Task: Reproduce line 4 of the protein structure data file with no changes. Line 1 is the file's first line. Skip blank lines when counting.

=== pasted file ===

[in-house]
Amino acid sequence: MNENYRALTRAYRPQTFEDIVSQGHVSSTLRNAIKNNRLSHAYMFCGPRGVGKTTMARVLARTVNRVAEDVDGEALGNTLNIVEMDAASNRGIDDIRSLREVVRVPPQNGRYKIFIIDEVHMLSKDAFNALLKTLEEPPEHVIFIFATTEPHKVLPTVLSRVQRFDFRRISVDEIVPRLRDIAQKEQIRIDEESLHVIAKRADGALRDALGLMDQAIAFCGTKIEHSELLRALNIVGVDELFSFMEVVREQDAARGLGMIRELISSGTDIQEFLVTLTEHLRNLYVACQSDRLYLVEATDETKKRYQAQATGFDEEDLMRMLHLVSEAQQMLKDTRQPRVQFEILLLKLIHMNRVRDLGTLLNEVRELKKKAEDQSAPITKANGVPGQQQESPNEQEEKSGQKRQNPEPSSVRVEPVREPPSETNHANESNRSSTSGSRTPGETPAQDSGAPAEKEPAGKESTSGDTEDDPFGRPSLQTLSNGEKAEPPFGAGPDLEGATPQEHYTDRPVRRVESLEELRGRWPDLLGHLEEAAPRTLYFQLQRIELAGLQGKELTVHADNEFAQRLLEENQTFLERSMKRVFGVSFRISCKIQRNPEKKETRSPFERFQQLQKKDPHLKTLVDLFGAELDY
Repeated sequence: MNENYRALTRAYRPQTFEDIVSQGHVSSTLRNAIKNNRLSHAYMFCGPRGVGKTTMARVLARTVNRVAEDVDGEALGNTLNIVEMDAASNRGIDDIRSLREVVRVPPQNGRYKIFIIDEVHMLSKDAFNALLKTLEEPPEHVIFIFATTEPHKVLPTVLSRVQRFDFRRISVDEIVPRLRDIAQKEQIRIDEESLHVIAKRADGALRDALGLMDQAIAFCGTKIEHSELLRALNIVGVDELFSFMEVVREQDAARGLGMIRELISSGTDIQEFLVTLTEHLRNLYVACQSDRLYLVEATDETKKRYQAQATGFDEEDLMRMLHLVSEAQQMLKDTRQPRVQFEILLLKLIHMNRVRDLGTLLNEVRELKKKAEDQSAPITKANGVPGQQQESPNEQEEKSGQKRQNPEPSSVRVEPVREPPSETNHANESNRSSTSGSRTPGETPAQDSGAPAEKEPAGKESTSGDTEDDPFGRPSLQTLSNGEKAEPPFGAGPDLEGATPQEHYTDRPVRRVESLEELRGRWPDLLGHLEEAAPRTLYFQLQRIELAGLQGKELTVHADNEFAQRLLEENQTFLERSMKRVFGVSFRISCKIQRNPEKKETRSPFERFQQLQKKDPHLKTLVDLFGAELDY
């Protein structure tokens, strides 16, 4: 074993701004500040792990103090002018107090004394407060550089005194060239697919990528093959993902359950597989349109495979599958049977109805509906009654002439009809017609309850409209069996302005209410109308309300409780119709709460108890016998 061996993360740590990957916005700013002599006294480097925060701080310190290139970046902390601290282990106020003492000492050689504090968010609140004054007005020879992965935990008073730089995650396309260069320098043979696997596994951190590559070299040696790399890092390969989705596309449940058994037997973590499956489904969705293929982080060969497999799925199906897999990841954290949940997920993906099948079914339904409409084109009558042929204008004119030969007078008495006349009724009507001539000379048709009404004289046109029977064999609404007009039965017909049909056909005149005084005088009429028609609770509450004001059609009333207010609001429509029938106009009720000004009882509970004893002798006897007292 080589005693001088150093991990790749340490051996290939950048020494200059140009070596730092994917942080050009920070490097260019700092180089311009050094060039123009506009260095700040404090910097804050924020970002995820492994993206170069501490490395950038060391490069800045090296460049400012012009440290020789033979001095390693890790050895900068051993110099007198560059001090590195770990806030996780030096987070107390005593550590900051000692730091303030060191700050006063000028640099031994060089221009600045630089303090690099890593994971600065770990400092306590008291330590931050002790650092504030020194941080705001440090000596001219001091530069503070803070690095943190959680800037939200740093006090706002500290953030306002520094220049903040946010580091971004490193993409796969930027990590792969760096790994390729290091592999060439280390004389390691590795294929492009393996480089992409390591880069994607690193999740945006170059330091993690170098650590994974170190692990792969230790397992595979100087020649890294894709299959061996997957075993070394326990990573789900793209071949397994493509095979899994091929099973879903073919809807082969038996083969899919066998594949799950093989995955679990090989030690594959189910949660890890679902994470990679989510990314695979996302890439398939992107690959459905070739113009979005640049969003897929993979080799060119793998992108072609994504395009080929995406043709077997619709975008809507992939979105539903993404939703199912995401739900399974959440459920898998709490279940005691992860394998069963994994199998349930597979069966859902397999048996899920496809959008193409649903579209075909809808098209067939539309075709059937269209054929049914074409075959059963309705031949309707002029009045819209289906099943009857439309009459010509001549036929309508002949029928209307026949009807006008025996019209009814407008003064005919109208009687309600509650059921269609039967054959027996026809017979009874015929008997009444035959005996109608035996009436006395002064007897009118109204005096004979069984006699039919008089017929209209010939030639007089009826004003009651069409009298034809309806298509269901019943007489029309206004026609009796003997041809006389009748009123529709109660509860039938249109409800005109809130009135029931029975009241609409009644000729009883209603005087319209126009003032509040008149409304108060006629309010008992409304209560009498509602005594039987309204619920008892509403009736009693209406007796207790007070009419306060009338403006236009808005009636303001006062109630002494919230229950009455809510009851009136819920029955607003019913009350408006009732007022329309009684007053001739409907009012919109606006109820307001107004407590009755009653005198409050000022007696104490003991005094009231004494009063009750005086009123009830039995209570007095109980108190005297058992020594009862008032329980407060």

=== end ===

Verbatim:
């Protein structure tokens, strides 16, 4: 074993701004500040792990103090002018107090004394407060550089005194060239697919990528093959993902359950597989349109495979599958049977109805509906009654002439009809017609309850409209069996302005209410109308309300409780119709709460108890016998 061996993360740590990957916005700013002599006294480097925060701080310190290139970046902390601290282990106020003492000492050689504090968010609140004054007005020879992965935990008073730089995650396309260069320098043979696997596994951190590559070299040696790399890092390969989705596309449940058994037997973590499956489904969705293929982080060969497999799925199906897999990841954290949940997920993906099948079914339904409409084109009558042929204008004119030969007078008495006349009724009507001539000379048709009404004289046109029977064999609404007009039965017909049909056909005149005084005088009429028609609770509450004001059609009333207010609001429509029938106009009720000004009882509970004893002798006897007292 080589005693001088150093991990790749340490051996290939950048020494200059140009070596730092994917942080050009920070490097260019700092180089311009050094060039123009506009260095700040404090910097804050924020970002995820492994993206170069501490490395950038060391490069800045090296460049400012012009440290020789033979001095390693890790050895900068051993110099007198560059001090590195770990806030996780030096987070107390005593550590900051000692730091303030060191700050006063000028640099031994060089221009600045630089303090690099890593994971600065770990400092306590008291330590931050002790650092504030020194941080705001440090000596001219001091530069503070803070690095943190959680800037939200740093006090706002500290953030306002520094220049903040946010580091971004490193993409796969930027990590792969760096790994390729290091592999060439280390004389390691590795294929492009393996480089992409390591880069994607690193999740945006170059330091993690170098650590994974170190692990792969230790397992595979100087020649890294894709299959061996997957075993070394326990990573789900793209071949397994493509095979899994091929099973879903073919809807082969038996083969899919066998594949799950093989995955679990090989030690594959189910949660890890679902994470990679989510990314695979996302890439398939992107690959459905070739113009979005640049969003897929993979080799060119793998992108072609994504395009080929995406043709077997619709975008809507992939979105539903993404939703199912995401739900399974959440459920898998709490279940005691992860394998069963994994199998349930597979069966859902397999048996899920496809959008193409649903579209075909809808098209067939539309075709059937269209054929049914074409075959059963309705031949309707002029009045819209289906099943009857439309009459010509001549036929309508002949029928209307026949009807006008025996019209009814407008003064005919109208009687309600509650059921269609039967054959027996026809017979009874015929008997009444035959005996109608035996009436006395002064007897009118109204005096004979069984006699039919008089017929209209010939030639007089009826004003009651069409009298034809309806298509269901019943007489029309206004026609009796003997041809006389009748009123529709109660509860039938249109409800005109809130009135029931029975009241609409009644000729009883209603005087319209126009003032509040008149409304108060006629309010008992409304209560009498509602005594039987309204619920008892509403009736009693209406007796207790007070009419306060009338403006236009808005009636303001006062109630002494919230229950009455809510009851009136819920029955607003019913009350408006009732007022329309009684007053001739409907009012919109606006109820307001107004407590009755009653005198409050000022007696104490003991005094009231004494009063009750005086009123009830039995209570007095109980108190005297058992020594009862008032329980407060």